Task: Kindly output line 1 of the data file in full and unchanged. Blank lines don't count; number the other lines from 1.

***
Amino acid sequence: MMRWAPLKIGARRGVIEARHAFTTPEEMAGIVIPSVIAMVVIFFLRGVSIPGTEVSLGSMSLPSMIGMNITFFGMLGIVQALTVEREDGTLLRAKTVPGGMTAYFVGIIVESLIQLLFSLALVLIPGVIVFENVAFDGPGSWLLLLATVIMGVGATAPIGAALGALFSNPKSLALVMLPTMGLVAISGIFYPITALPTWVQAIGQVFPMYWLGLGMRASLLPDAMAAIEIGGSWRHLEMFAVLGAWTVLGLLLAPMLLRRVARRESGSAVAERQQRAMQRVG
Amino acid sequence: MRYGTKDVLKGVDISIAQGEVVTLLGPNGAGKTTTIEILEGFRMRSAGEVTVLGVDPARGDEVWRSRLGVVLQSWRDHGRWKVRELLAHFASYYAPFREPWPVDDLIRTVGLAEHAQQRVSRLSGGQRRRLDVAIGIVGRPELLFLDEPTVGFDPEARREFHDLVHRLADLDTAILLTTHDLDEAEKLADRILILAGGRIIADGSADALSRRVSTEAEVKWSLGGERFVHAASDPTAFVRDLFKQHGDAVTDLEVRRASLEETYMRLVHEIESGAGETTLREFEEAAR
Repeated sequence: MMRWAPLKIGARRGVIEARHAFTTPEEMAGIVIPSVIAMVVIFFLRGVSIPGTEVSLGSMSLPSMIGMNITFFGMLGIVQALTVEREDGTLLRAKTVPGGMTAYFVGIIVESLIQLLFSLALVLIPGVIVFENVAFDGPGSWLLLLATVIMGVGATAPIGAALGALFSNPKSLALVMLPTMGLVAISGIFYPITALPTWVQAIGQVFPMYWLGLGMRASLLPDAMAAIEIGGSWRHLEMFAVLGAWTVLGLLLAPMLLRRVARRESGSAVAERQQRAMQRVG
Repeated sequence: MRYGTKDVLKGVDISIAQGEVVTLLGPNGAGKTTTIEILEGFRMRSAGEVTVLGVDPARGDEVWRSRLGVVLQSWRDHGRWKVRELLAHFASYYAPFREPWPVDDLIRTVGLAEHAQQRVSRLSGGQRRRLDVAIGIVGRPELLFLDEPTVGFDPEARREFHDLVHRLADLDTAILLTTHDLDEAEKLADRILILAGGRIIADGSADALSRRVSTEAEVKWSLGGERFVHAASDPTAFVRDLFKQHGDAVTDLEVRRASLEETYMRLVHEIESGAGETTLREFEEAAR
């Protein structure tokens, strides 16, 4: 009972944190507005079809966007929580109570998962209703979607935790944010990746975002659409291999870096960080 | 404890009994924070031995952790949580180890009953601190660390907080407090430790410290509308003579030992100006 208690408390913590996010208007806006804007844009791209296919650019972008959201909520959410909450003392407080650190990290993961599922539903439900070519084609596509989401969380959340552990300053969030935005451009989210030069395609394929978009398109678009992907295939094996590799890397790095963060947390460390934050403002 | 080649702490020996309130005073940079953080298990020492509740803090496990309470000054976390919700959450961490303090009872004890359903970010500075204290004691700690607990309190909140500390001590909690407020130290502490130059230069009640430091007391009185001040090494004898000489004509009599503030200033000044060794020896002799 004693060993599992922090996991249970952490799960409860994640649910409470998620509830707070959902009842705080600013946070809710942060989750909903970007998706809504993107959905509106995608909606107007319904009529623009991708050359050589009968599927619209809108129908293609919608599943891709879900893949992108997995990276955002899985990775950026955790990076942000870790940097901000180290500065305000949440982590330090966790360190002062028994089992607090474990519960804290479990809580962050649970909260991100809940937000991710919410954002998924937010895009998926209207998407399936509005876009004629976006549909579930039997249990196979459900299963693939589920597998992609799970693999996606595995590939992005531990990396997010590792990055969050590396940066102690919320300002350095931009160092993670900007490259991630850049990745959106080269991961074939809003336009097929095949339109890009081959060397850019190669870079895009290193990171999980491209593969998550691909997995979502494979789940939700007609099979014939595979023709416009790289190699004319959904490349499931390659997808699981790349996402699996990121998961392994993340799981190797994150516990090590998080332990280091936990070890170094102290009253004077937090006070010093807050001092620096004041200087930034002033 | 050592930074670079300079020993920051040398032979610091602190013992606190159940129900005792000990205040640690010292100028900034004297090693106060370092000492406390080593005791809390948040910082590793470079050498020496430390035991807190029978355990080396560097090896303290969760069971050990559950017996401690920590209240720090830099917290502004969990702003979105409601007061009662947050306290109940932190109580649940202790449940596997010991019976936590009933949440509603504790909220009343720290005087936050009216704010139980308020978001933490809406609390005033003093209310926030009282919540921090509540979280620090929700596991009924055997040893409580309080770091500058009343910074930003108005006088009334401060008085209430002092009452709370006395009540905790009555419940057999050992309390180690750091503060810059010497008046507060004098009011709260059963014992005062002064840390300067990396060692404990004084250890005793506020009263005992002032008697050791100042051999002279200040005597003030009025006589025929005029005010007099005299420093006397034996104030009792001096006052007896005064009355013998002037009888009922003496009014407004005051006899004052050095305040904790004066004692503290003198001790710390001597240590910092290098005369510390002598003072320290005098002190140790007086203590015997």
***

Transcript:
Amino acid sequence: MMRWAPLKIGARRGVIEARHAFTTPEEMAGIVIPSVIAMVVIFFLRGVSIPGTEVSLGSMSLPSMIGMNITFFGMLGIVQALTVEREDGTLLRAKTVPGGMTAYFVGIIVESLIQLLFSLALVLIPGVIVFENVAFDGPGSWLLLLATVIMGVGATAPIGAALGALFSNPKSLALVMLPTMGLVAISGIFYPITALPTWVQAIGQVFPMYWLGLGMRASLLPDAMAAIEIGGSWRHLEMFAVLGAWTVLGLLLAPMLLRRVARRESGSAVAERQQRAMQRVG